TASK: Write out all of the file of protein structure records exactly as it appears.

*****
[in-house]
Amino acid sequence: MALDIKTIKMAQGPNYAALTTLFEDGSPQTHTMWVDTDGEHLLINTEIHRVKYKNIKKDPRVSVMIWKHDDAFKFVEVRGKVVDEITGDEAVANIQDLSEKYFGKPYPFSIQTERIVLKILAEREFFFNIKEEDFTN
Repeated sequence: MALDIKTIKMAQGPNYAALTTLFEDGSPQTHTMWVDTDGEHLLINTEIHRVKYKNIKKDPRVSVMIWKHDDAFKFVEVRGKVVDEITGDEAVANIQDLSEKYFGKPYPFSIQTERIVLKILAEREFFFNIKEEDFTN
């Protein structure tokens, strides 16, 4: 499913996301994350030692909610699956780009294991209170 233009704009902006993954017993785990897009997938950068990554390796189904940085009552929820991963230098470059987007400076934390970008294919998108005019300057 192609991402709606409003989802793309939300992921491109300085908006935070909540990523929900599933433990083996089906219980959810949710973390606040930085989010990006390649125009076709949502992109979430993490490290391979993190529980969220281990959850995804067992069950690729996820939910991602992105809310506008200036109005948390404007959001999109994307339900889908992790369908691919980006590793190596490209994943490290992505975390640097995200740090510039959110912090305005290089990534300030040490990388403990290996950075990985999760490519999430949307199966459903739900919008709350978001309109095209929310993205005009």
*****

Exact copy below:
[in-house]
Amino acid sequence: MALDIKTIKMAQGPNYAALTTLFEDGSPQTHTMWVDTDGEHLLINTEIHRVKYKNIKKDPRVSVMIWKHDDAFKFVEVRGKVVDEITGDEAVANIQDLSEKYFGKPYPFSIQTERIVLKILAEREFFFNIKEEDFTN
Repeated sequence: MALDIKTIKMAQGPNYAALTTLFEDGSPQTHTMWVDTDGEHLLINTEIHRVKYKNIKKDPRVSVMIWKHDDAFKFVEVRGKVVDEITGDEAVANIQDLSEKYFGKPYPFSIQTERIVLKILAEREFFFNIKEEDFTN
């Protein structure tokens, strides 16, 4: 499913996301994350030692909610699956780009294991209170 233009704009902006993954017993785990897009997938950068990554390796189904940085009552929820991963230098470059987007400076934390970008294919998108005019300057 192609991402709606409003989802793309939300992921491109300085908006935070909540990523929900599933433990083996089906219980959810949710973390606040930085989010990006390649125009076709949502992109979430993490490290391979993190529980969220281990959850995804067992069950690729996820939910991602992105809310506008200036109005948390404007959001999109994307339900889908992790369908691919980006590793190596490209994943490290992505975390640097995200740090510039959110912090305005290089990534300030040490990388403990290996950075990985999760490519999430949307199966459903739900919008709350978001309109095209929310993205005009």